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Thread Subject:
Handles

Subject: Handles

From: Chris

Date: 10 Dec, 2008 23:37:02

Message: 1 of 5

Hi all,
I've been trying to learn about the 'handles' thing that appears in GUIDE scripts I've downloaded and in scripts I've downloaded from here. I just can't seem to get my head around it.
I have uploaded an example of my script where I haven't used this at all but it needs to be reviewed - I'll add the link when it becomes available.

However, in the meantime, an example of a function nested within my GUI is:
    m3=uicontrol(fig,...
        'style','pop');
    function calcbutton(source,eventdata); %push to calculate button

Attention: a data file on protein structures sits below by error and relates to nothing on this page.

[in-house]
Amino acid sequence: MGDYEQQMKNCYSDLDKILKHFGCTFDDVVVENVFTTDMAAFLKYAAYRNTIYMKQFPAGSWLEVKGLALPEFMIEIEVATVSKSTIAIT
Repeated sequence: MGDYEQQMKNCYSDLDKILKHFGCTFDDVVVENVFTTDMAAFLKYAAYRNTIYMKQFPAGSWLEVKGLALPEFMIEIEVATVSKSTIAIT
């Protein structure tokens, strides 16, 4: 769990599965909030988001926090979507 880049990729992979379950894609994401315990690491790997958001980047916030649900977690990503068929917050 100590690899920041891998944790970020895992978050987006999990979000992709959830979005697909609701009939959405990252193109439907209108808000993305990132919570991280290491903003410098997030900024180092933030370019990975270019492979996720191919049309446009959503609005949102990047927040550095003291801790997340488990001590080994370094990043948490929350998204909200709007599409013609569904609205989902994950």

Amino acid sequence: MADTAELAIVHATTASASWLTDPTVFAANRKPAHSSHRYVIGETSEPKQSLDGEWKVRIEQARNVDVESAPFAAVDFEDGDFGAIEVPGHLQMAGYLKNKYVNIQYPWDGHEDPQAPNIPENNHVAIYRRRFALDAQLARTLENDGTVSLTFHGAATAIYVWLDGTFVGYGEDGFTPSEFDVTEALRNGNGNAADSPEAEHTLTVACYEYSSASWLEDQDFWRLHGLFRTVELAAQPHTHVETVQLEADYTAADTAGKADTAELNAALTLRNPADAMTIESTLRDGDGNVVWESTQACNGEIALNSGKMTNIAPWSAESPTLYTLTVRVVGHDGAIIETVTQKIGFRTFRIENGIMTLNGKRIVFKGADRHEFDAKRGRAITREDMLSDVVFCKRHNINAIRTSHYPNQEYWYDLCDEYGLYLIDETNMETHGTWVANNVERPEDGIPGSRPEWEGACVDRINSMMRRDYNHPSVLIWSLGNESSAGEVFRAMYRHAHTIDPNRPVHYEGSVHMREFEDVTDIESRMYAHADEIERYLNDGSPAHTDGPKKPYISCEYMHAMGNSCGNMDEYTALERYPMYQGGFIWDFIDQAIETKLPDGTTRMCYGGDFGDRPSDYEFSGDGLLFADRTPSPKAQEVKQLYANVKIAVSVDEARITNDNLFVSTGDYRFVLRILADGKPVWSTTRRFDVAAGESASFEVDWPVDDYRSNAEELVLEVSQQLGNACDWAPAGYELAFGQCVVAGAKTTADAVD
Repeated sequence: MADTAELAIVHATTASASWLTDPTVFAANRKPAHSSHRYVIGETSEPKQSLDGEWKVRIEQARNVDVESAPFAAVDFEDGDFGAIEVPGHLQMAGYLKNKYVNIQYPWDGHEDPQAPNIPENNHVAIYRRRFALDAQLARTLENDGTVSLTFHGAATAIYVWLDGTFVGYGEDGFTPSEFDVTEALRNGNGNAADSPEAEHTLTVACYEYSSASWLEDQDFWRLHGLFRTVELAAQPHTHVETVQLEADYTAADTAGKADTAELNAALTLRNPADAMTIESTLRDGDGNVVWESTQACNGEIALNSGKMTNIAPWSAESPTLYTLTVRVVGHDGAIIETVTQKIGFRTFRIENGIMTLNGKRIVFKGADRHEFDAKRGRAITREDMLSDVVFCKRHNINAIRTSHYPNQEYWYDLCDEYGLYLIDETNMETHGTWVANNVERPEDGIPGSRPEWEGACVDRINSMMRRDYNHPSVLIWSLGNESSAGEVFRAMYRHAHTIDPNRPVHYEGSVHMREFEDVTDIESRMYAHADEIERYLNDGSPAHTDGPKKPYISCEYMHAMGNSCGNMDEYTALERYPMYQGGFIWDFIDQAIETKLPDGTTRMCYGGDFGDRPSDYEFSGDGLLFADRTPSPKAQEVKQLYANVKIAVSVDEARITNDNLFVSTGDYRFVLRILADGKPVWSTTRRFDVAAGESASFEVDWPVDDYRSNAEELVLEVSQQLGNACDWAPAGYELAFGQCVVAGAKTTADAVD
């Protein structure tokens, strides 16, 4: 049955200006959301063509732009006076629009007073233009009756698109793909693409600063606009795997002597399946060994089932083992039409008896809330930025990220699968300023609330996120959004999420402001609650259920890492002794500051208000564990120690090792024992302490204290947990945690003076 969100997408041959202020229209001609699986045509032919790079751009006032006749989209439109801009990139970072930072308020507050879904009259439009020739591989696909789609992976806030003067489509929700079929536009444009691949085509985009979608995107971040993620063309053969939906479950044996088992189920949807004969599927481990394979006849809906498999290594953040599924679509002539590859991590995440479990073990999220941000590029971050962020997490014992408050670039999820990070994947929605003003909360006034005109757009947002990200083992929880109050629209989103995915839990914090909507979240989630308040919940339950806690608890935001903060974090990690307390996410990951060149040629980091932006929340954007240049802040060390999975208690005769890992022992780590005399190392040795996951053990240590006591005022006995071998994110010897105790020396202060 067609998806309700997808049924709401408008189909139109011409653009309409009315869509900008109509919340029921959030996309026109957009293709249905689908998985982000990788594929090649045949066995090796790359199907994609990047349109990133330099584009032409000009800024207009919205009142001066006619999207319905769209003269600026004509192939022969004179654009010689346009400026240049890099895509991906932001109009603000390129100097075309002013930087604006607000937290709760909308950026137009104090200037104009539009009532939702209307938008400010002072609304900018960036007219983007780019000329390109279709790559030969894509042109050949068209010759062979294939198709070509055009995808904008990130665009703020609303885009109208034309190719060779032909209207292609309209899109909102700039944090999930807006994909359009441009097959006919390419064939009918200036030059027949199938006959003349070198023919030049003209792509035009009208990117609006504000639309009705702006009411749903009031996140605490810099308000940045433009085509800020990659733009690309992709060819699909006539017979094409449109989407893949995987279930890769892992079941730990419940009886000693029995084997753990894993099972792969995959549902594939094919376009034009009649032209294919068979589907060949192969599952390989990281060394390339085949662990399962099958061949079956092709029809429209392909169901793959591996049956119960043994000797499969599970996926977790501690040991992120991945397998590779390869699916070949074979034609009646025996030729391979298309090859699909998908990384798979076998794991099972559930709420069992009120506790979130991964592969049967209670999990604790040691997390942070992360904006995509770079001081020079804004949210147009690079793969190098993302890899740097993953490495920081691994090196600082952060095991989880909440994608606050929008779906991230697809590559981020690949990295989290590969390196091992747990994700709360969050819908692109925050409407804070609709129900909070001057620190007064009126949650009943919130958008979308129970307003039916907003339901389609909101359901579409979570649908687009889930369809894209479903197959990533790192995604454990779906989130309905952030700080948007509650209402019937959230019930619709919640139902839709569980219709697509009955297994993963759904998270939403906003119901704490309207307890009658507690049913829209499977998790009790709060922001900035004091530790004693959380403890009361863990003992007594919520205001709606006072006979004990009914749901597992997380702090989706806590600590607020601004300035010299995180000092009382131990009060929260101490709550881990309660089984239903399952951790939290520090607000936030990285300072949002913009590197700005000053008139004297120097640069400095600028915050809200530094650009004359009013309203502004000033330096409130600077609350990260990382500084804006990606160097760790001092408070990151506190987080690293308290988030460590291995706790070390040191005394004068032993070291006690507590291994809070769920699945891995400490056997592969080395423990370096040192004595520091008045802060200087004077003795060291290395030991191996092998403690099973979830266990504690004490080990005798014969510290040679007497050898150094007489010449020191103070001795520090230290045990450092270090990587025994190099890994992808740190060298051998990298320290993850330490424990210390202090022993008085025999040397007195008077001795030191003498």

str3=get(m3,'string');
        val3=get(m3,'value');
    end

I assume, using handles provides benifits which aren't apparent at the moment. Any advice on where to use this or where to research it would be greatly appreciated.

An example of the code I'm struggling to understand:
function pushbutton1_Callback(hObject, eventdata, handles)
% hObject handle to pushbutton1 (see GCBO)
% eventdata reserved - to be defined in a future version of MATLAB
% handles structure with handles and user data (see GUIDATA)
saveState(handles)

I have read the help files on GUIDATA and GUIHANDLES but still don't understand it I'm afraid.

Cheers,
Chris

Subject: Handles

From: Jiro Doke

Date: 11 Dec, 2008 03:05:05

Message: 2 of 5

"Chris " <chris.crawshaw@gmail.com> wrote in message <ghpjqu$7jn$1@fred.mathworks.com>...
> Hi all,
> I've been trying to learn about the 'handles' thing that appears in GUIDE scripts I've downloaded and in scripts I've downloaded from here. I just can't seem to get my head around it.
> I have uploaded an example of my script where I haven't used this at all but it needs to be reviewed - I'll add the link when it becomes available.